Professor Gus John, the chair of the diversity group advising the biggest review of training for lawyers in thirty years, has issued a call for “affirmative action” to compel the legal profession to recruit more students from lower socio-economic backgrounds into its ranks.
Speaking at Wednesday’s legal education and training review (LETR) symposium in Manchester, John lamented “systems at work in the legal profession that are impervious to diversity initiatives”.
The fellow of the London Centre for Leadership in Learning said that it had become established practice for City law firms and leading barristers‘ chambers to recruit from a “narrow pool” of candidates with top class degrees from Oxbridge or Russell Group universities.
This “inclusion of some” had led to “exclusion of others” – namely, bright students from ex-polytechnics – John added. He emphasised that he regarded this latter group as on a par ability-wise with many of their counterparts at big name universities.
John, who was previously external evaluator for the Law Society of its performance in promoting equality and human rights, was also keen to place the diversity debate in the legal profession into a broader context. “What is the law for? Well, I’m pretty sure it’s not for lawyers, but rather for the people who need laws in place to protect their rights,” he said.
“Viewed this way, the question of who is operating the law to deliver these rights becomes critical. Otherwise, you go back to medieval times, when only the privileged made laws and dispensed justice.”
To prevent this from happening, John believes the legal profession’s regulators must step in to “place an expectation” on firms and chambers to recruit more widely – and, if necessary, be prepared to dish out punitive sanctions to those which fall short of agreed policy. “Firms should be required to improve upon the representation of excluded groups within their organisations, and regulators need to at least be able to assess them on professional standards that relate to the process and outcome of recruitment and selection,” he said.Reaction to John’s comments was largely positive. Rosy Emodi of the Society of Black Lawyers strongly endorsed the taking of steps to prevent a generation of talented students who went to the wrong schools “getting subsumed into the paralegal underclass.” She added that “now is the time for large-scale change in the recruitment of lawyers, not in 50 years.”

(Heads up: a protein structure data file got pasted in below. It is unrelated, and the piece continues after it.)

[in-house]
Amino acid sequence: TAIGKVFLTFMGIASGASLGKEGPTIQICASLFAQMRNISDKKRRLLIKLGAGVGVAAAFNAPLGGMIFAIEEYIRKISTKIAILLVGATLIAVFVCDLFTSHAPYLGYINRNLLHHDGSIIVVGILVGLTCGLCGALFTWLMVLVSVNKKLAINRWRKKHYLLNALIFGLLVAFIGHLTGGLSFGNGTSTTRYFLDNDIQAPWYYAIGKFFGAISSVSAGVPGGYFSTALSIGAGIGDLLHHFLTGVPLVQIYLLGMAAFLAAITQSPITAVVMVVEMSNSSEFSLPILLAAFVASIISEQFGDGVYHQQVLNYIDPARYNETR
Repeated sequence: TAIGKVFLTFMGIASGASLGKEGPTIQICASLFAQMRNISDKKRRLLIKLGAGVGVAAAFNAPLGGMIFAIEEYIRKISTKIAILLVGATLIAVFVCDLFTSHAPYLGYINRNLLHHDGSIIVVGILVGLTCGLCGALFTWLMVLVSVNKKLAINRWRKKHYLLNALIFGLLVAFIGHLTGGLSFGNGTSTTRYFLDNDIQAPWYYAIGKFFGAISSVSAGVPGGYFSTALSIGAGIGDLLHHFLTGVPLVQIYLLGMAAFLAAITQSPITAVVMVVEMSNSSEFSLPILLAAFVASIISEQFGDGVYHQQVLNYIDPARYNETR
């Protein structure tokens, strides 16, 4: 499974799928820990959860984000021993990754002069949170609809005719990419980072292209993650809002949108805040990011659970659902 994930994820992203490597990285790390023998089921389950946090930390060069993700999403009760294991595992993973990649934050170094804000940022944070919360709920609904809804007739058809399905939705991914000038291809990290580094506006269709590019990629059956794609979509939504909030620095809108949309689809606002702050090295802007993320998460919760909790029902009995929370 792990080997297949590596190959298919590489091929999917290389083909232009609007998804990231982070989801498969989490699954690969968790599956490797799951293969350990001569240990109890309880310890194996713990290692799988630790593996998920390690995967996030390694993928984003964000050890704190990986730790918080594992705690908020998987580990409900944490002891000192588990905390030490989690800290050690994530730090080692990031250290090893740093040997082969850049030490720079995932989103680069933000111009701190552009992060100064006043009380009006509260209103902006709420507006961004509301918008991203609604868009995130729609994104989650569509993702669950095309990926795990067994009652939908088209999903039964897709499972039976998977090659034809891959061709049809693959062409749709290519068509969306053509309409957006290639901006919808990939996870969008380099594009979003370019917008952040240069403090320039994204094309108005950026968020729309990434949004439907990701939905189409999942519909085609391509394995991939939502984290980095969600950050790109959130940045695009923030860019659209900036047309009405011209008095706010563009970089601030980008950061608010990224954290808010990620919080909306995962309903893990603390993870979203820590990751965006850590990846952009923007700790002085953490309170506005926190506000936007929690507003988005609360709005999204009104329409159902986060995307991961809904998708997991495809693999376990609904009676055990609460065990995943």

Anthony Dursi, diversity and outreach manager at Inner Temple, one of the four inns of court that barristers must join, agrees that more needs to be done to help students from less privileged backgrounds enter the profession. However, he emphasised that “the bar is better at recruiting outside Oxbridge and the Russell Group than many people realise.” The most recent statistics from the Bar Council show that 27.4% of pupil barristers studied at universities outside this elite band.
But Ashley Chambers, a law student advisor to parliament who will begin his training contract at corporate law firm Wragge & Co this autumn, labelled John’s proposal as “positive discrimination”, which he described himself “very wary of”.
In response, John later retorted:
“This is not positive discrimination as there is no shortage of eligible candidates. For me, the suggestion that broadening access in this way could lead to reduced competitiveness or lowering standards is a false debate because it implies people from these excluded groups lack the necessary ability.”
Elsewhere at the conference, concern was voiced about the impact of the trebling of tuition fees on wannabe lawyers, who in addition to university costs also have to foot expensive law school fees. The solution? More flexible learning options allowing students to “work while they study”, according to BPP Law School chief executive Peter Crisp, who was critical of the legal regulators’ refusal to allow his organisation to deliver online only solicitor training.
However, the focus on reforming university and law school courses frustrated Diane Burleigh, chief executive of the Chartered Institute of Legal Executives (Cilex), who reminded delegates through gritted teeth that a non-graduate “work while you study” route into law has been offered by her organisation for over 50 years.
Not that everyone wants to see legal education made more efficient. Barrister Nicola Jones said she was worried that shorter, more practical law degrees could “impact on the calibre of the judiciary of the future.”
One thing is for certain: amid all the legal profession’s different strands and often contradictory voices, the panel charged with completing its education and training review have a hell of a job on their hands.